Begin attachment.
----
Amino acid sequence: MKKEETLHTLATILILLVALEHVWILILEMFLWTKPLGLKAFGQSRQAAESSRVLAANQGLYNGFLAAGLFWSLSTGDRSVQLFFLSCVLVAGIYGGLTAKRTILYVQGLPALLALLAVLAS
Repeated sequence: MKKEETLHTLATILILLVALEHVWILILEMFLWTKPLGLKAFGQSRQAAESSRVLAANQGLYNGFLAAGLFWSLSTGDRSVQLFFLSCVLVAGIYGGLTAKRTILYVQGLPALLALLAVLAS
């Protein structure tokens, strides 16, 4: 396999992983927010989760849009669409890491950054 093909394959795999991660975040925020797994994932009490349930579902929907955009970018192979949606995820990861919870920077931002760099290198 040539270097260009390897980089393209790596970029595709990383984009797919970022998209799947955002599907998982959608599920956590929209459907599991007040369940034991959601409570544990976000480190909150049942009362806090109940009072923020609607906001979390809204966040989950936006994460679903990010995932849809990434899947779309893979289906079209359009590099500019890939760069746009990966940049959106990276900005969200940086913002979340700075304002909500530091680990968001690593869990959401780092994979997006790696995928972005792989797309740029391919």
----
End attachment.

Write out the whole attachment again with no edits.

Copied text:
Amino acid sequence: MKKEETLHTLATILILLVALEHVWILILEMFLWTKPLGLKAFGQSRQAAESSRVLAANQGLYNGFLAAGLFWSLSTGDRSVQLFFLSCVLVAGIYGGLTAKRTILYVQGLPALLALLAVLAS
Repeated sequence: MKKEETLHTLATILILLVALEHVWILILEMFLWTKPLGLKAFGQSRQAAESSRVLAANQGLYNGFLAAGLFWSLSTGDRSVQLFFLSCVLVAGIYGGLTAKRTILYVQGLPALLALLAVLAS
């Protein structure tokens, strides 16, 4: 396999992983927010989760849009669409890491950054 093909394959795999991660975040925020797994994932009490349930579902929907955009970018192979949606995820990861919870920077931002760099290198 040539270097260009390897980089393209790596970029595709990383984009797919970022998209799947955002599907998982959608599920956590929209459907599991007040369940034991959601409570544990976000480190909150049942009362806090109940009072923020609607906001979390809204966040989950936006994460679903990010995932849809990434899947779309893979289906079209359009590099500019890939760069746009990966940049959106990276900005969200940086913002979340700075304002909500530091680990968001690593869990959401780092994979997006790696995928972005792989797309740029391919």